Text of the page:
In the process of a failed attempt at fixing our dishwasher, I turned off the hot water valve beneath the sink. After turning it back on, the hot water side of the faucet no longer works!

Our faucet looks like this, with a single lever to switch between hot/cold. The faucet is attached to a long hose so it can be pulled out. The "cold side" works just fine, but turning the handle to the "hot side" results in the flow of water stopping. kitchen faucet

Beneath the sink there are two twist valves- one for hot water and one for cold water. I am able to turn the cold valve on/off and it stops/resumes flowing water as expected, unfortunately this is not the case with the hot water valve. With the hot water valve open and the faucet turned on (on the hot-side) I can feel the hose that connects the valve to the faucet head warming up. This leads me to believe that perhaps the valve inside the faucet has failed?

Is there anything I can do to further troubleshoot the issue, or should I call a plumber?


Chances are either the valve seal has disintegrated and clogged the line, or other sediment has broken free and done the same.

Disassembling a faucet is usually fairly simple. Remove the set screw retaining the handle, then start removing the exposed nut, washers, and valve components. Lay them out in order for correct reassembly. Check for damage and debris.

If your valves are not soldered in (if they're installed using compression fittings), replacement is fairly simple. It's a good opportunity for even an occasional DIYer to get his hands dirty. Post a photo or accurate description for more assistance.

  • I'm in a big association building, I can't see the under-side of the valves (i.e., where the supply lines come from) but coming out of the valves (e.g., to the faucet and dishwasher) are stainless flexible hoses that mate to copper hard line coming from the faucet head. If all of the connections are indeed compression fittings (couldn't really see the flex line to copper line connection) then I'll pull it all apart and see what the deal is, definitely seems like water is getting past the valve so that leaves the faucet as the only remaining culprit. Thank you for your prompt & helpful answer! – John Hall Dec 21 '15 at 18:11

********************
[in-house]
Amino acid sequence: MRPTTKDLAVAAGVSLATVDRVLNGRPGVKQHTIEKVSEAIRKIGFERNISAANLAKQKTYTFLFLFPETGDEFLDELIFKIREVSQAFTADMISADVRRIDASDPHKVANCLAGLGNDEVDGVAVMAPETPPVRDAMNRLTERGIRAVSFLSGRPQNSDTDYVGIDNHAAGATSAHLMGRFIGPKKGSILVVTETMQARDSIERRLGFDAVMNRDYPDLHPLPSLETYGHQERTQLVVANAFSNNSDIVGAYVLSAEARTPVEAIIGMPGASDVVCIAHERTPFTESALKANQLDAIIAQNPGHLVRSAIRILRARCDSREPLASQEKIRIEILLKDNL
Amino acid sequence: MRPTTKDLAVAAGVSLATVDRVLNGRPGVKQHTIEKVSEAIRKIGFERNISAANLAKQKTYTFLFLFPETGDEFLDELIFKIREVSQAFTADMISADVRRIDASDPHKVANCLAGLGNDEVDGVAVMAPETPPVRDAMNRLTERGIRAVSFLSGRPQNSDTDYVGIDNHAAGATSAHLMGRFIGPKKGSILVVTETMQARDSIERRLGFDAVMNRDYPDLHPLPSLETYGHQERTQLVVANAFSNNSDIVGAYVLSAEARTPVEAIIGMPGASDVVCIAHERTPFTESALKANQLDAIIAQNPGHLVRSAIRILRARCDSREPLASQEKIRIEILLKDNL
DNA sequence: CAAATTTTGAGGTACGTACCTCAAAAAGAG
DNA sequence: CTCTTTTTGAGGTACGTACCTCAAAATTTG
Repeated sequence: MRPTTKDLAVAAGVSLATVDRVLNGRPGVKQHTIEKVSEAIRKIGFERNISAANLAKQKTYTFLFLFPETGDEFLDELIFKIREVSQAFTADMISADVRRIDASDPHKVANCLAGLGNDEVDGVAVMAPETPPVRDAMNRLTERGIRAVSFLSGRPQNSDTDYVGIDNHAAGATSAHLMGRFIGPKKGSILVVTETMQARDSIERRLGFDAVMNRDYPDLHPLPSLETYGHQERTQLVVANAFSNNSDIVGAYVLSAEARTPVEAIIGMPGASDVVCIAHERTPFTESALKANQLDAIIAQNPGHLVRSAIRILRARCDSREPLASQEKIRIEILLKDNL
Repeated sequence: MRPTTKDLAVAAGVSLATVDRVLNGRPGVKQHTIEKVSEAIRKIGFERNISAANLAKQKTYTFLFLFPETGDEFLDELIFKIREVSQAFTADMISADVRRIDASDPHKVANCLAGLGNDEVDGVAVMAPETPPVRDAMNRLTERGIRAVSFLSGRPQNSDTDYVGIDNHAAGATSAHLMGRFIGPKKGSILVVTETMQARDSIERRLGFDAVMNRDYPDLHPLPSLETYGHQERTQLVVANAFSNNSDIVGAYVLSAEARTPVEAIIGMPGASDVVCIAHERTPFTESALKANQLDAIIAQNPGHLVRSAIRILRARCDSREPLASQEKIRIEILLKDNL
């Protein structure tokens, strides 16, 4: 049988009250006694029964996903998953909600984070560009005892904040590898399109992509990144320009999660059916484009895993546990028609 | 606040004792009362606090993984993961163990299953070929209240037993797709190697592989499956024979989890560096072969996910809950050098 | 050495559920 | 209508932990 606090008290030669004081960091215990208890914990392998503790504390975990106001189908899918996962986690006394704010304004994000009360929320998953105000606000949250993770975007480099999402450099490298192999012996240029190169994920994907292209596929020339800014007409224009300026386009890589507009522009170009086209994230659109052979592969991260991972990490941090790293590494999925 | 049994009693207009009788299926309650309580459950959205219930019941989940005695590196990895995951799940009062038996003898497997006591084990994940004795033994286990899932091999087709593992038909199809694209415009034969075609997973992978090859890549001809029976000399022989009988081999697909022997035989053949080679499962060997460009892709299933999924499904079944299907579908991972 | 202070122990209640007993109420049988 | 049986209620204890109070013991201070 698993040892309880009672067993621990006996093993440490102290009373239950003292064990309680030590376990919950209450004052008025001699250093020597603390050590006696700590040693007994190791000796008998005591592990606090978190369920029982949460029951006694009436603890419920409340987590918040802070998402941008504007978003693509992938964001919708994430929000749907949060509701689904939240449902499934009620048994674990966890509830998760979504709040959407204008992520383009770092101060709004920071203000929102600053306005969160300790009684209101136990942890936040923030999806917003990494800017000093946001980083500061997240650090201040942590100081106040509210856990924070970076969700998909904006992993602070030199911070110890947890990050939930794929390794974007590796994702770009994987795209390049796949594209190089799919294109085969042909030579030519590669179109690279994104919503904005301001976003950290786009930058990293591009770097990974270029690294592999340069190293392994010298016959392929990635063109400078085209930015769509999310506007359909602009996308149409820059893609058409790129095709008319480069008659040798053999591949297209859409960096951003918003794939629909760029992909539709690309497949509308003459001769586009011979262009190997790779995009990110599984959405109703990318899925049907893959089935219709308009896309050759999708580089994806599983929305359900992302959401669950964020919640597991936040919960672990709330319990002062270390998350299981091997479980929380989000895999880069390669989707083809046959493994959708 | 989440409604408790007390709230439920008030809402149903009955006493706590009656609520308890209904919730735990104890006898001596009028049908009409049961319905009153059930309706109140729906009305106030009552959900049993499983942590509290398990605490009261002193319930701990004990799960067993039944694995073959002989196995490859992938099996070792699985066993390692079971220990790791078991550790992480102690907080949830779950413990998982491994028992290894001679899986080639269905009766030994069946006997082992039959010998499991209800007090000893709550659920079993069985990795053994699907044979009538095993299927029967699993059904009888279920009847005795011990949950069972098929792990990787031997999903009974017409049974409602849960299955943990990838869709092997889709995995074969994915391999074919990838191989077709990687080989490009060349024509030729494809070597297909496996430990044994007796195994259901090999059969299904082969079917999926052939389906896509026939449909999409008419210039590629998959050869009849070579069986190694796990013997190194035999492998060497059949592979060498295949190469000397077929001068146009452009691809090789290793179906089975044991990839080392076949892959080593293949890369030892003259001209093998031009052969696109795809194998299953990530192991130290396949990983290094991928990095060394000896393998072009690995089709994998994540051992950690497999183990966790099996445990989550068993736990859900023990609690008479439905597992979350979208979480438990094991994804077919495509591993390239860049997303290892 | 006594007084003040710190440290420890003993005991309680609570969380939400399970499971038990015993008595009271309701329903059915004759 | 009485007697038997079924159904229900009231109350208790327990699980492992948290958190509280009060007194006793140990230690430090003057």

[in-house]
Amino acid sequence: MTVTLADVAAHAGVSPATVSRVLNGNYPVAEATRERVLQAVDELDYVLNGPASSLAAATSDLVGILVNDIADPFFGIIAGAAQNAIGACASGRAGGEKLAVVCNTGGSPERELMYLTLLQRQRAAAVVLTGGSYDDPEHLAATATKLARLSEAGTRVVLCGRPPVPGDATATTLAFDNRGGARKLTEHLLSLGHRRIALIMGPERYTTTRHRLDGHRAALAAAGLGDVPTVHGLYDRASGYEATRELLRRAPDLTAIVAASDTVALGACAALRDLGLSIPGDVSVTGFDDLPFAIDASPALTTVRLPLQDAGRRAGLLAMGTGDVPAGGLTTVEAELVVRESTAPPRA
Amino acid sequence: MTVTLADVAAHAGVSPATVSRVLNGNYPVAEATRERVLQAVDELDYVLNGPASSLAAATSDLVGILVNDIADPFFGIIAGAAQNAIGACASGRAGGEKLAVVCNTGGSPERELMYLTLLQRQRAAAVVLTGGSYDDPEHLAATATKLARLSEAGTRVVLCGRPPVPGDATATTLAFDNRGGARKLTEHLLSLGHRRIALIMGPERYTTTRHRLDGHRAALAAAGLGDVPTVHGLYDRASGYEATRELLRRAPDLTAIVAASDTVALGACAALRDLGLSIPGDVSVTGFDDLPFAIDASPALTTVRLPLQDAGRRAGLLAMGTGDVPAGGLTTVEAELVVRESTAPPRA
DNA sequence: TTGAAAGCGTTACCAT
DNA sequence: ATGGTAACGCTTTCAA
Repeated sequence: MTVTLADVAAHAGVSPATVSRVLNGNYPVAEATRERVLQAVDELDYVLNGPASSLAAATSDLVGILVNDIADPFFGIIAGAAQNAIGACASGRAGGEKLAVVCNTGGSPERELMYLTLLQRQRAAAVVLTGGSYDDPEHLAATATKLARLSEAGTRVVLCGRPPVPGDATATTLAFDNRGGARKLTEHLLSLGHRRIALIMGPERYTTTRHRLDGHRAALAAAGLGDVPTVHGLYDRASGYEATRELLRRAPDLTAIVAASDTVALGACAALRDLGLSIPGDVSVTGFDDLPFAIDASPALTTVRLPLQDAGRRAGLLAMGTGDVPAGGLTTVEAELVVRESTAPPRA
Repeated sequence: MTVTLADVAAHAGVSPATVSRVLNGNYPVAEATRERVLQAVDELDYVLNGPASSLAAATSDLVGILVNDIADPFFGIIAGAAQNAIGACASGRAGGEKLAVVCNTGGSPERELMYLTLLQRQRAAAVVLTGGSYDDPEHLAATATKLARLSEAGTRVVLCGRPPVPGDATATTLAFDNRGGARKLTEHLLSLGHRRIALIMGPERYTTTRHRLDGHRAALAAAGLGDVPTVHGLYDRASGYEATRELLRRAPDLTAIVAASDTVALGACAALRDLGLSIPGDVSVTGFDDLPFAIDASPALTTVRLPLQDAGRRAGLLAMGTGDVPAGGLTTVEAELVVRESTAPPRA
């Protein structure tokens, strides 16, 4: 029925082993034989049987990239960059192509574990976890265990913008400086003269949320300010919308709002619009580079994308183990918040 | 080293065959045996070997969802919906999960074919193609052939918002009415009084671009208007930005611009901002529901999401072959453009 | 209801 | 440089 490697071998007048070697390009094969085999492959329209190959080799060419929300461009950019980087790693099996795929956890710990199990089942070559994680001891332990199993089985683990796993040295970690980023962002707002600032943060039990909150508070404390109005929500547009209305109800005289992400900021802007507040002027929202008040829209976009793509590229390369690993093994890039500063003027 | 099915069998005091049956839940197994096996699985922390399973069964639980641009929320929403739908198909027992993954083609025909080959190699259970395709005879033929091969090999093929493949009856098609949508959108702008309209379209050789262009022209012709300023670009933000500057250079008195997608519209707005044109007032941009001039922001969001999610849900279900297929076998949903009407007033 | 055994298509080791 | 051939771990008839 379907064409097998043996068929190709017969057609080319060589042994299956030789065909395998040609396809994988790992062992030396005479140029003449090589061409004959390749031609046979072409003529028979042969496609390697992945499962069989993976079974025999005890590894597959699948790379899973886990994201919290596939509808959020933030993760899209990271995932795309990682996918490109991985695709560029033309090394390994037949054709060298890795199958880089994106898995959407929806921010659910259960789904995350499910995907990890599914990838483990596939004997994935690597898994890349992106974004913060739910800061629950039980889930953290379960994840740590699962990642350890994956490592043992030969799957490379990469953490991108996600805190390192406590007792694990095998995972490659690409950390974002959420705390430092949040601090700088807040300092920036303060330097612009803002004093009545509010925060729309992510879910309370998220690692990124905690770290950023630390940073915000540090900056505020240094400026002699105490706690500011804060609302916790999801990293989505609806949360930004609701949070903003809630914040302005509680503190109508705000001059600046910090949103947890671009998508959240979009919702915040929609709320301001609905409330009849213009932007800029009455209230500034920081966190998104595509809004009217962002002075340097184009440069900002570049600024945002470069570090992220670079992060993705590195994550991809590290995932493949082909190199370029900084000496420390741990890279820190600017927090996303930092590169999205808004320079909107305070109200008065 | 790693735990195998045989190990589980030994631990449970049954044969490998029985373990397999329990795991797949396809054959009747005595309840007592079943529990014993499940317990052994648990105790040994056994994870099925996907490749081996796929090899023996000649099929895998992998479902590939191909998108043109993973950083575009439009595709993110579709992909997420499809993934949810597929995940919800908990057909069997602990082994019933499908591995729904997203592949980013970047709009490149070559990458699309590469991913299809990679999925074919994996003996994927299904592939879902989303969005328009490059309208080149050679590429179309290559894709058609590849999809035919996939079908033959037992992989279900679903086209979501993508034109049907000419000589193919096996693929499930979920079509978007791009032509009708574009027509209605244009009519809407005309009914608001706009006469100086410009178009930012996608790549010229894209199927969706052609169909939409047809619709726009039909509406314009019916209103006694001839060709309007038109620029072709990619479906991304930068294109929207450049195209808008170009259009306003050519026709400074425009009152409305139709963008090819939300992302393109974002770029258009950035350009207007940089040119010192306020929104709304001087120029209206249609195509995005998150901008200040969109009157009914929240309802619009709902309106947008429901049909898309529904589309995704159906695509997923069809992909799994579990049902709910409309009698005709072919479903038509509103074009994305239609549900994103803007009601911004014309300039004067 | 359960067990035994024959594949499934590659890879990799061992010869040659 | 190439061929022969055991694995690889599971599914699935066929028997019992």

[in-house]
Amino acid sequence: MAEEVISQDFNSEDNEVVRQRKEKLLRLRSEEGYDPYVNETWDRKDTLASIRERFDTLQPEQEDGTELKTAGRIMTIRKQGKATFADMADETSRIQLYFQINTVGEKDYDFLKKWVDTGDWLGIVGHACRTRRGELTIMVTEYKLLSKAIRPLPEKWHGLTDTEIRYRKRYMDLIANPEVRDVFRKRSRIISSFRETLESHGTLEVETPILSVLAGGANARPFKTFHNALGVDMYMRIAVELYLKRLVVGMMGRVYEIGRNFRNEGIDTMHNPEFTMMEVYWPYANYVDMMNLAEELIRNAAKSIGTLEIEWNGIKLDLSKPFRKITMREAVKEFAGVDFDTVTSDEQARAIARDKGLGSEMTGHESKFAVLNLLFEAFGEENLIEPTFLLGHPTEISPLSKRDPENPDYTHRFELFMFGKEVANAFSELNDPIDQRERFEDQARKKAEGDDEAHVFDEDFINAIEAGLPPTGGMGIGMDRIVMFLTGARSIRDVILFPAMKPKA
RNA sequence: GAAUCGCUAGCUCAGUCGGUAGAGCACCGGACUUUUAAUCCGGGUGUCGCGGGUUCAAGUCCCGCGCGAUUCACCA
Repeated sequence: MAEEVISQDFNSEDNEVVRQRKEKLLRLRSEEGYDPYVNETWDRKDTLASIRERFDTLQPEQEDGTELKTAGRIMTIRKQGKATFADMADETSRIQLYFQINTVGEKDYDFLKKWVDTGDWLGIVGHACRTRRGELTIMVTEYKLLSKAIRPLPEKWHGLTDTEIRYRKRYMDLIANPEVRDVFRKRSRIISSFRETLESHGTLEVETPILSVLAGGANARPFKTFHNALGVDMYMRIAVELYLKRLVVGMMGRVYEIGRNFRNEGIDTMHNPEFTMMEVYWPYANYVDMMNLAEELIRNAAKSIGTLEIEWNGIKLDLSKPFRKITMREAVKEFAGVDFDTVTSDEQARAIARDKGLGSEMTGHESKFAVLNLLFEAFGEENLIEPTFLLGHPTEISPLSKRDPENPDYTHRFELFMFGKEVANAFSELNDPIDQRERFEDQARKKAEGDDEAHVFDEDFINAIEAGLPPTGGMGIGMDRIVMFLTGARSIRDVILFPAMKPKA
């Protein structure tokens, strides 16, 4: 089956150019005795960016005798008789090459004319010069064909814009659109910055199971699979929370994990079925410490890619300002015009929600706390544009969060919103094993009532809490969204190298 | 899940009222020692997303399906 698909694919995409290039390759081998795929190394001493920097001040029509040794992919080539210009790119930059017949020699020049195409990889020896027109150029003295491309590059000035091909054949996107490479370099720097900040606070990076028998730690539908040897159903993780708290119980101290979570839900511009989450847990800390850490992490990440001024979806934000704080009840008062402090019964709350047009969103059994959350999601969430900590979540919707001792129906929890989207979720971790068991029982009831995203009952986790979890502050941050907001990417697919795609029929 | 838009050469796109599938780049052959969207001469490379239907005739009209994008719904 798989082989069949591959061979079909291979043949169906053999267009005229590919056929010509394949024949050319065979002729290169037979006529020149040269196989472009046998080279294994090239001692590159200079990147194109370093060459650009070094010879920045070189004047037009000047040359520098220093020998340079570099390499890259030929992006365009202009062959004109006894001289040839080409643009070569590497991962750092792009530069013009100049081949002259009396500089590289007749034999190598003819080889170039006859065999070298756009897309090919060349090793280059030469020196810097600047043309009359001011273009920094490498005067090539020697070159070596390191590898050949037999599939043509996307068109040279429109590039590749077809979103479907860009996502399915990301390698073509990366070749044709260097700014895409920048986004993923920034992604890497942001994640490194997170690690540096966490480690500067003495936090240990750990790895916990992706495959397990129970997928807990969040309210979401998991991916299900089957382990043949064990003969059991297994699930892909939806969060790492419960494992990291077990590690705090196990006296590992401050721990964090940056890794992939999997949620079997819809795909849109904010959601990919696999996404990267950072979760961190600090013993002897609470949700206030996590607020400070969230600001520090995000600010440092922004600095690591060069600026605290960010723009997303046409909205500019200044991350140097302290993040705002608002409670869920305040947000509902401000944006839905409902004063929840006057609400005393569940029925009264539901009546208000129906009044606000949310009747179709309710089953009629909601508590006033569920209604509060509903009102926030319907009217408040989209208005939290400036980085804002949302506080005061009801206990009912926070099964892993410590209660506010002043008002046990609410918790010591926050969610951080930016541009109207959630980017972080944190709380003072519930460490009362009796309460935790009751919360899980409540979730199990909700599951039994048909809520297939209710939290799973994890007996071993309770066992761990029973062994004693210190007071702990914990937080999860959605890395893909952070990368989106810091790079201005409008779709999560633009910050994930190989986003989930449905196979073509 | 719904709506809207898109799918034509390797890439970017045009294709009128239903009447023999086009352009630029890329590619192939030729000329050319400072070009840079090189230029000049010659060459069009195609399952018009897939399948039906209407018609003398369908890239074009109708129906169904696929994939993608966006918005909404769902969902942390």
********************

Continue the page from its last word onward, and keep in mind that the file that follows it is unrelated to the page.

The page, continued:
You need to isolate the blockage, and the valve is the more likely location. Disconnect the faucet from the valve and run a line into a bucket (preferably using a sink/toilet flexible supply line). Open the valve and see if you get full pressure.

If you don't get full pressure, the valve is shot, replace it. They are fairly cheap and the 1/4 turn style with a compression attachment is both easy to install and much less likely to fail the way older gate valves do.

If you do get full pressure from the test, then debris has made it into the faucet but not to the aerator. Best place to look is in the mixing cartridge and that requires some disassembly of the fixture. If it's not at the cartridge, then you can try running water through the fixture with the cartridge removed to see if you can clear out the supply line.

  • Thanks for the prompt and helpful response! It seems like water is getting past the valve (i.e., no blockage) but I will confirm tonight after work by shutting off the valve, disconnecting the hose, and turning the valve back open (with the hose in a bucket!). – John Hall Dec 21 '15 at 18:12

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